With the exposure of technology in the classroom environment and infusion into the curriculum, we are preparing our students to survive in a post-secondary academic and business world where they must know technology. The world is becoming closer and smaller when we can attend a university without being at the campus through distance education, we can work for or with a company without ever having to physically meet our colleagues through video conferencing, and watch one another grow without having to live in the same neighbourhood through Facebook. As the recent Mars landing can only be made possible through science and technology, the importance of integrating information and technology into our learning process is growing into the realisation that it is becoming a necessity. As educators, we must prepare our students for survival and success in their future.
Young learners in this day and age are commonly not strangers to information and technology as their relatives and peers will have already exposed them to computers and devices used for entertainment and socialising. In some cases, it will be the educators that are technologically illiterate. At the Korean International School, we are addressing this in terms of internal and external professional development training. We have several technologically inclined teachers on staff to help support IT growth and plan for future integration.
With the inception of 60 Google Chromebooks, we entered into the Google ecosystem and merged it with our curriculum throughout the school. This later evolved into the secondary students’ Bring Your Own Device (BYOD) programme, which was initiated by forming a partnership with a local IT company and researching into a viable portable computer. The BYOD became an overall success as the portable tablet-laptop hybrid has become an integral learning tool appearing in and out of classroom environments. It is not strange to see students working on Maths and Science projects in their lessons using their devices; or for ESL students to receive live feedback from their tutors as they are typing about experiences; or hiking around Hong Kong with their devices in hand doing surveys using a stylus.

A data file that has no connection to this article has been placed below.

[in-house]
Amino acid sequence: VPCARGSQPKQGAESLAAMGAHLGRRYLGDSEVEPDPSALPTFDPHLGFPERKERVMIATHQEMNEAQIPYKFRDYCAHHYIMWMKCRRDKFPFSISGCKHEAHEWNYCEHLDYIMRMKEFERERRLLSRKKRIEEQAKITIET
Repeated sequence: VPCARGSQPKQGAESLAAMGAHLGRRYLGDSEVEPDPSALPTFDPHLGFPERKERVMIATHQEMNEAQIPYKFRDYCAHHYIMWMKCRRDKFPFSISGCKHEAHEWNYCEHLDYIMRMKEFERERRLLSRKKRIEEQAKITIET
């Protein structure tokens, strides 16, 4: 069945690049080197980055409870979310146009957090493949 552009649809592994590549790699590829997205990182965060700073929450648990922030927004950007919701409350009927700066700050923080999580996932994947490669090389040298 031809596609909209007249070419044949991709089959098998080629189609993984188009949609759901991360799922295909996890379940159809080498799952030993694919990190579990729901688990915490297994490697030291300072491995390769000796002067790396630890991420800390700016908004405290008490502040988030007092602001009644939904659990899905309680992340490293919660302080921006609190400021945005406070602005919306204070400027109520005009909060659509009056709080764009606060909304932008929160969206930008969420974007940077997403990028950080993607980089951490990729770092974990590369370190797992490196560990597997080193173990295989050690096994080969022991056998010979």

In addition, we are redefining and enhancing our code, programming, and robotics areas of learning. We hope to further infuse into our curriculum, app development and deployment of augmented and virtual reality platforms. We are committed and continue in striving to give our students the necessary tools and skills needed for information and communication technology advances now and to come.
About the Author
Mr S. ‘Teri’ Mohm is an expat from the United States of America. He holds two Bachelor of Arts (Fine Arts and Psychology) and a CELTA from the University of Cambridge. Mr Mohm started working at the Korean International School in Hong Kong from 2000 and has assisted in areas of Information Communication Technology and Marketing. Currently, he supports teaching English as a Second Language (ESL) and Art and Design in the school.